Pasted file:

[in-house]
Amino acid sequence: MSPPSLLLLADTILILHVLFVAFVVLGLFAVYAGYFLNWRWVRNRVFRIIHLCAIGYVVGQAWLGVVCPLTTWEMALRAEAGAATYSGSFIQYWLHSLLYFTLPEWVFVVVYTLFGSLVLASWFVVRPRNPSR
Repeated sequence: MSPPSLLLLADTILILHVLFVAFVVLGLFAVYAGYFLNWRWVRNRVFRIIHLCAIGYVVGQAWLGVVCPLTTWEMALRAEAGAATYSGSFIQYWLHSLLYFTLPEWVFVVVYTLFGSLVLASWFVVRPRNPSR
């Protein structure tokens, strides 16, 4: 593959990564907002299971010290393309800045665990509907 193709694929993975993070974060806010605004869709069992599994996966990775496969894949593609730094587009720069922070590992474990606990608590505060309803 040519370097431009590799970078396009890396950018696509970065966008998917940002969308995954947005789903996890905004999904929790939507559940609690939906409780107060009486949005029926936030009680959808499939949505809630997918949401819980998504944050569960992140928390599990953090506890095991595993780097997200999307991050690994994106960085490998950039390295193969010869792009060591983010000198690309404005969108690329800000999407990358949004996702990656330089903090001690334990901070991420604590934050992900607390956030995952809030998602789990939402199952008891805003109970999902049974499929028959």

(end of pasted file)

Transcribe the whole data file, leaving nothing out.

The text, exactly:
[in-house]
Amino acid sequence: MSPPSLLLLADTILILHVLFVAFVVLGLFAVYAGYFLNWRWVRNRVFRIIHLCAIGYVVGQAWLGVVCPLTTWEMALRAEAGAATYSGSFIQYWLHSLLYFTLPEWVFVVVYTLFGSLVLASWFVVRPRNPSR
Repeated sequence: MSPPSLLLLADTILILHVLFVAFVVLGLFAVYAGYFLNWRWVRNRVFRIIHLCAIGYVVGQAWLGVVCPLTTWEMALRAEAGAATYSGSFIQYWLHSLLYFTLPEWVFVVVYTLFGSLVLASWFVVRPRNPSR
């Protein structure tokens, strides 16, 4: 593959990564907002299971010290393309800045665990509907 193709694929993975993070974060806010605004869709069992599994996966990775496969894949593609730094587009720069922070590992474990606990608590505060309803 040519370097431009590799970078396009890396950018696509970065966008998917940002969308995954947005789903996890905004999904929790939507559940609690939906409780107060009486949005029926936030009680959808499939949505809630997918949401819980998504944050569960992140928390599990953090506890095991595993780097997200999307991050690994994106960085490998950039390295193969010869792009060591983010000198690309404005969108690329800000999407990358949004996702990656330089903090001690334990901070991420604590934050992900607390956030995952809030998602789990939402199952008891805003109970999902049974499929028959």